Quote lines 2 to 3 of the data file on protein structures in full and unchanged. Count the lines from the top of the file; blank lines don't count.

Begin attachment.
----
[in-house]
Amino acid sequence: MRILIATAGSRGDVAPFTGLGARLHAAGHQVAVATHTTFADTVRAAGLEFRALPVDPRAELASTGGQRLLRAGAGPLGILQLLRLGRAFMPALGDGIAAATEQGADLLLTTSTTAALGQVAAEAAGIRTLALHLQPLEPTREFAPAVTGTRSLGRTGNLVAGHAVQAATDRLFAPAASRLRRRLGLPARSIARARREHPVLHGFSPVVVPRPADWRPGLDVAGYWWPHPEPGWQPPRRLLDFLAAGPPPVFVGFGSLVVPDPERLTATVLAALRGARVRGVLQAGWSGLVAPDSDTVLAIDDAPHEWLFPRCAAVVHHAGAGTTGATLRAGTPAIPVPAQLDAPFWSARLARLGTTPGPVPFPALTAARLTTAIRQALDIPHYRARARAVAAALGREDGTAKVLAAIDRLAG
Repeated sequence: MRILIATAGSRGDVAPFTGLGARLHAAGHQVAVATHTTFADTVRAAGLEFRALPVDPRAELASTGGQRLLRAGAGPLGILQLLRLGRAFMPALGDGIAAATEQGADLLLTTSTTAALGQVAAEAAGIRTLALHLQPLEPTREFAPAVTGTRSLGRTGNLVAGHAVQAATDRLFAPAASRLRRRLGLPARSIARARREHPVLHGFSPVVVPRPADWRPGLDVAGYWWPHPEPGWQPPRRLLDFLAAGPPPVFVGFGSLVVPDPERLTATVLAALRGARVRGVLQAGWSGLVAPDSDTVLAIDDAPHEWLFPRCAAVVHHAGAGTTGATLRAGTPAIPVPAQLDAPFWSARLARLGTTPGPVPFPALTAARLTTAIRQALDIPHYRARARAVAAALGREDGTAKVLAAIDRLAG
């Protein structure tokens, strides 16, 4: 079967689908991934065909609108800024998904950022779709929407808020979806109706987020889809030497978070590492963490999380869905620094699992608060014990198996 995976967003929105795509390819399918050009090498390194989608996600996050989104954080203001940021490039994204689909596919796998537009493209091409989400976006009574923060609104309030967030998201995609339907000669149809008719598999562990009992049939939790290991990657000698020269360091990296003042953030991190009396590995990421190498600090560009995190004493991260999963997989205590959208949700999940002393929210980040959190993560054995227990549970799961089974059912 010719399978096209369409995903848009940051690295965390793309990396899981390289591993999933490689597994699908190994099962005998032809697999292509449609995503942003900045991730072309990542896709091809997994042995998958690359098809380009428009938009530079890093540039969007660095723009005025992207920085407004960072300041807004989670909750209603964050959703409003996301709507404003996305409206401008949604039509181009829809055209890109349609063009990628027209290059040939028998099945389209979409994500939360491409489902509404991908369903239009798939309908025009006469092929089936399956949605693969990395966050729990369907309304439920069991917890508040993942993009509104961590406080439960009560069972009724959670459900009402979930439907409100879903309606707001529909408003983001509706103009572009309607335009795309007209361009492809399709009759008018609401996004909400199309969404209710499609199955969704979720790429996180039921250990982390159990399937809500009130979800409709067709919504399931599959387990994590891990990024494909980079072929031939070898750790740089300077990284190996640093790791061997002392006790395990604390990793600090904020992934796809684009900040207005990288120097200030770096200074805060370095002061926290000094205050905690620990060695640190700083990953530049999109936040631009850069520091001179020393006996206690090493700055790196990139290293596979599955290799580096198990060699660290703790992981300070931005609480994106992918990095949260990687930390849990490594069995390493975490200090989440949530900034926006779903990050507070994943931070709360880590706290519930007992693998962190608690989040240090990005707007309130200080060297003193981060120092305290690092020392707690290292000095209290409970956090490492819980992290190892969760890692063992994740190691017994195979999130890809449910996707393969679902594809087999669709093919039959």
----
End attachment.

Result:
Amino acid sequence: MRILIATAGSRGDVAPFTGLGARLHAAGHQVAVATHTTFADTVRAAGLEFRALPVDPRAELASTGGQRLLRAGAGPLGILQLLRLGRAFMPALGDGIAAATEQGADLLLTTSTTAALGQVAAEAAGIRTLALHLQPLEPTREFAPAVTGTRSLGRTGNLVAGHAVQAATDRLFAPAASRLRRRLGLPARSIARARREHPVLHGFSPVVVPRPADWRPGLDVAGYWWPHPEPGWQPPRRLLDFLAAGPPPVFVGFGSLVVPDPERLTATVLAALRGARVRGVLQAGWSGLVAPDSDTVLAIDDAPHEWLFPRCAAVVHHAGAGTTGATLRAGTPAIPVPAQLDAPFWSARLARLGTTPGPVPFPALTAARLTTAIRQALDIPHYRARARAVAAALGREDGTAKVLAAIDRLAG
Repeated sequence: MRILIATAGSRGDVAPFTGLGARLHAAGHQVAVATHTTFADTVRAAGLEFRALPVDPRAELASTGGQRLLRAGAGPLGILQLLRLGRAFMPALGDGIAAATEQGADLLLTTSTTAALGQVAAEAAGIRTLALHLQPLEPTREFAPAVTGTRSLGRTGNLVAGHAVQAATDRLFAPAASRLRRRLGLPARSIARARREHPVLHGFSPVVVPRPADWRPGLDVAGYWWPHPEPGWQPPRRLLDFLAAGPPPVFVGFGSLVVPDPERLTATVLAALRGARVRGVLQAGWSGLVAPDSDTVLAIDDAPHEWLFPRCAAVVHHAGAGTTGATLRAGTPAIPVPAQLDAPFWSARLARLGTTPGPVPFPALTAARLTTAIRQALDIPHYRARARAVAAALGREDGTAKVLAAIDRLAG